Will the rich clubs get even richer when European football resumes?
As Bayern Munich chairman Karl-Heinz Rummenige asked UEFA for a salary cap and a reform of the Financial Fair Play rules, here’s a look at how the finances in Europe’s top fight football sit
Late last month, Manchester United chief executive Ed Woodward warned the club’s supporters that speculation around transfers running into hundreds of millions of pounds “seems to ignore the realities that face the sport.”
Woodward, who made the comment at a quarterly fans’ forum organised by the club, said: “We need visibility of the impact across the whole industry, including timings of the transfer window and the wider financial picture, before we can talk about a return to normality.”
Woodward’s comments point towards Europe’s biggest clubs cutting down on transfer spending in the coming months, or, plausibly, in the years ahead.
“In two or three years, it will not be possible to spend the sums we have been seeing because every country will be affected. In all likelihood a new footballing world will emerge from this,” Uli Hoennes, the Bayern Munich president, has said.
Woodward’s remarks are significantly downbeat from what he had proclaimed at the previous fans’ forum, in February. “As part of the rebuild, we see this coming summer as an important opportunity,” he had said of the summer transfer window.
That was then. With the global football industry halted by the pandemic, clubs big and small are feeling the heat. United are no different. Many Premier League clubs have furloughed staff. Some, like United and crosstown rivals Man City, haven’t yet gone down that road, while others, such as European champions Liverpool and Champions League finalists Tottenham, reversed decisions to furlough non-playing staff following a public backlash.
As Europe moves towards flattening the Covid-19 curve, its football transfer market may witness its own flatlining after years of colossal spikes in player prices. But while transfer market inflation could dip due to the pandemic, it may still widen the already growing inequalities between the elites of the sport and the rest. In its annual ‘benchmarking’ report, released earlier this year, UEFA acknowledged some of the imbalances plaguing the sport, and, in the backdrop of the coronavirus crisis, they serve as warnings for what could lie ahead.
Impact of ‘Big Five’
The report by Europe’s apex football body assessed finances of clubs in the continent for the financial year 2018. While the total revenue generated by top-division clubs across Europe in FY2018 was €21 billion, three-fourths of the amount went to clubs in the ‘Big Five’ leagues – England’s Premier League, Spain’s La Liga, Italy’s Serie A, Germany’s Bundesliga and France’s Ligue 1. And almost half of that revenue – 49%, over €10 billion – was generated by just 30 clubs. The top 11 clubs in this list, including six from the Premier League, accounted for almost 30% of the total revenues.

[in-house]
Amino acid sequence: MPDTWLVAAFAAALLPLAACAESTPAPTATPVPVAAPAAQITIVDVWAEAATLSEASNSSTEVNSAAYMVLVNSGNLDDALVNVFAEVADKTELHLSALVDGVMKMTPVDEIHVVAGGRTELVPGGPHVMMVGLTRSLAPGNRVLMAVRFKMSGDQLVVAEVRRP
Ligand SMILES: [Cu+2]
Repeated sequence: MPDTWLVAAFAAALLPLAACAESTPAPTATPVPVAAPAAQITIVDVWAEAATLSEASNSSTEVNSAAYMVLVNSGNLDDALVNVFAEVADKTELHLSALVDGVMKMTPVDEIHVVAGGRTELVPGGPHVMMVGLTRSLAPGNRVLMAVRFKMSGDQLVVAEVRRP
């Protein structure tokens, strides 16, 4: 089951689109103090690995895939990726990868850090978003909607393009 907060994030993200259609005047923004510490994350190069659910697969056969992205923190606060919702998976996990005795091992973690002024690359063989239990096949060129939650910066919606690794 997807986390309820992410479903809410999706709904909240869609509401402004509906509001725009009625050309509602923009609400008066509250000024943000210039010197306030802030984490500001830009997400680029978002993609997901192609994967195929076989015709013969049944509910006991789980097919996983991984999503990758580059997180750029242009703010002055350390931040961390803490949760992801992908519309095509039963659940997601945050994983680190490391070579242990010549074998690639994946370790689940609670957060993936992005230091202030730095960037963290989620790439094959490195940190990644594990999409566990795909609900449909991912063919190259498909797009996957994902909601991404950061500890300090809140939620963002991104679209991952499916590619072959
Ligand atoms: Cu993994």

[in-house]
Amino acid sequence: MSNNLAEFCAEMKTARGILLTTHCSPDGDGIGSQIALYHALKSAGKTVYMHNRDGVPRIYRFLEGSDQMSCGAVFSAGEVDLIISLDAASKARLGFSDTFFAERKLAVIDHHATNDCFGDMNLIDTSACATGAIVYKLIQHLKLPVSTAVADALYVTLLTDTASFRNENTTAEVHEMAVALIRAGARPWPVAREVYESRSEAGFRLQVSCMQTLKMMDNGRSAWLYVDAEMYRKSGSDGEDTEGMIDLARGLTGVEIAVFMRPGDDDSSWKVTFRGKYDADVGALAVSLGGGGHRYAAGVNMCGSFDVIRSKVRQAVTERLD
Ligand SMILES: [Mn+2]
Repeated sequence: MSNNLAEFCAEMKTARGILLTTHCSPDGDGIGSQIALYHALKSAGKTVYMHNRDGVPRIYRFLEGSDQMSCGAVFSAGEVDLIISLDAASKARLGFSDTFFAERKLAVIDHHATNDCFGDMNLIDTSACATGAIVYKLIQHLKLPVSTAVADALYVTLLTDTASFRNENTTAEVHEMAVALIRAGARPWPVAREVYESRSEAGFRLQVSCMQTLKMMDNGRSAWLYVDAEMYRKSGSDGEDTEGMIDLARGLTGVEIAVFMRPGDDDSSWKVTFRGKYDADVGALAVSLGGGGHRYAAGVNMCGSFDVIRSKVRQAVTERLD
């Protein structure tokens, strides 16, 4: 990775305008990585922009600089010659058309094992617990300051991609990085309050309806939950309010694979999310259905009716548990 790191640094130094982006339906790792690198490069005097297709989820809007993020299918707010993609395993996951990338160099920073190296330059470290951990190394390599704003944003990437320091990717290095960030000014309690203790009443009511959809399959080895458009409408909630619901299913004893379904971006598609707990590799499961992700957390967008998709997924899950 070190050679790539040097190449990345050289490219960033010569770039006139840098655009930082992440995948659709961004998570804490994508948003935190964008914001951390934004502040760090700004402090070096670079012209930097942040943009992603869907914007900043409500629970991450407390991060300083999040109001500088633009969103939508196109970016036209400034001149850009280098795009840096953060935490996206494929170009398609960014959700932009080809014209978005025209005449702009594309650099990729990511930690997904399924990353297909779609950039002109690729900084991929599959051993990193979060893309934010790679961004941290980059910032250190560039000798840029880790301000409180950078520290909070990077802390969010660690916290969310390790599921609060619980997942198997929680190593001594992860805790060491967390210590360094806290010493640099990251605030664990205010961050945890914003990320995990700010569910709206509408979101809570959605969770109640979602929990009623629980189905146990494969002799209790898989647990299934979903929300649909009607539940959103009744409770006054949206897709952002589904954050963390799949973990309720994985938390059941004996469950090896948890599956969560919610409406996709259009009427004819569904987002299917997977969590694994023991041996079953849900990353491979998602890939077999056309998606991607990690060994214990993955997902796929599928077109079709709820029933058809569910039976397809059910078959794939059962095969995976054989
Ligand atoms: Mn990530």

“England’s 20 top-tier clubs reported more revenue in 2018 than all 617 clubs in the bottom 50 countries combined,” UEFA said. Profitability too was dominated by Premier League clubs. While all leagues across Europe totalled operating profits of €697 million, United, Tottenham and Bayern Munich together generated €480 million of those profits by themselves. Premier League’s combined net profit of €382 million was also significantly higher than the €140 million combined net profit across Europe. According to the chapter on the transfer market, the ‘Big Five’ leagues dominated spending (85%) and earnings (75%). These leagues also accounted for a vast majority of transfer debt.
“On the back of rapidly inflating transfer spending, transfer payables posted on European clubs’ balance sheets in FY2018 totalled €5.1 billion, up 37% in just one year from €3.7 billion in FY2017,” the report said. Of the €5.1 billion, Europe’s top five leagues account for 87% of the pending transfer payments. “Any delay or non-payment can have a knock-on effect on the carefully planned cash flow of many clubs along a chain of transfer balances,” the report warned.
Cash flows of clubs across the world have been affected by the pandemic-induced halt. The situation could deteriorate future and this is where Europe’s big clubs could find themselves at an advantage. Clubs with less financial clout in the Premier League, or in another top-tier league, or in a lower-tier league in England itself, may find it hard to resist the temptation of selling some of their best players at prices they probably would not have considered some time back.
Woodward’s attempt to quell speculation about megabuck transfers came only a couple of weeks after United manager Ole Gunnar Solskjaer said the club could ‘exploit’ the transfer market owing to its financial might.
“Who knows how the market is going to react to this? Who knows which clubs need to sell players? There might be just a situation there where you can exploit, and I know that we at Man United, we are one of the biggest, and financially well-off,” he told Sky Sports. And while transfers running into hundreds of millions of pounds may not happen over the next few transfer cycles, the power equation in world football could be further skewed in favour of Europe’s uber-rich clubs, helping them exploit the financial realities of a post-pandemic world.